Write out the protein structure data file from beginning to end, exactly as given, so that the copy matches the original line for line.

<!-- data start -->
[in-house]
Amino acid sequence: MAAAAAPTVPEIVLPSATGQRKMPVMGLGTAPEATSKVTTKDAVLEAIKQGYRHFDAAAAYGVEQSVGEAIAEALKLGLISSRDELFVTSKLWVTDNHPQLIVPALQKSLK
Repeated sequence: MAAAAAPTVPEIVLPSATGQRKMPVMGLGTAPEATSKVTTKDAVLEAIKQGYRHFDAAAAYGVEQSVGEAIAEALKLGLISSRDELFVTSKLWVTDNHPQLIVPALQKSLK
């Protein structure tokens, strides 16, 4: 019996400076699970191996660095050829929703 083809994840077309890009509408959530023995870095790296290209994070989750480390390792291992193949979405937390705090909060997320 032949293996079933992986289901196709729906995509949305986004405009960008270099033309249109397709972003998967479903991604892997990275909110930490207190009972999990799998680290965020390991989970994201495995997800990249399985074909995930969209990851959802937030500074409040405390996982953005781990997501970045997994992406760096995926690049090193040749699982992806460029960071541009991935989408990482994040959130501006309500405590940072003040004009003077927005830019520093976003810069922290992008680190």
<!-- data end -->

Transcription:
[in-house]
Amino acid sequence: MAAAAAPTVPEIVLPSATGQRKMPVMGLGTAPEATSKVTTKDAVLEAIKQGYRHFDAAAAYGVEQSVGEAIAEALKLGLISSRDELFVTSKLWVTDNHPQLIVPALQKSLK
Repeated sequence: MAAAAAPTVPEIVLPSATGQRKMPVMGLGTAPEATSKVTTKDAVLEAIKQGYRHFDAAAAYGVEQSVGEAIAEALKLGLISSRDELFVTSKLWVTDNHPQLIVPALQKSLK
């Protein structure tokens, strides 16, 4: 019996400076699970191996660095050829929703 083809994840077309890009509408959530023995870095790296290209994070989750480390390792291992193949979405937390705090909060997320 032949293996079933992986289901196709729906995509949305986004405009960008270099033309249109397709972003998967479903991604892997990275909110930490207190009972999990799998680290965020390991989970994201495995997800990249399985074909995930969209990851959802937030500074409040405390996982953005781990997501970045997994992406760096995926690049090193040749699982992806460029960071541009991935989408990482994040959130501006309500405590940072003040004009003077927005830019520093976003810069922290992008680190």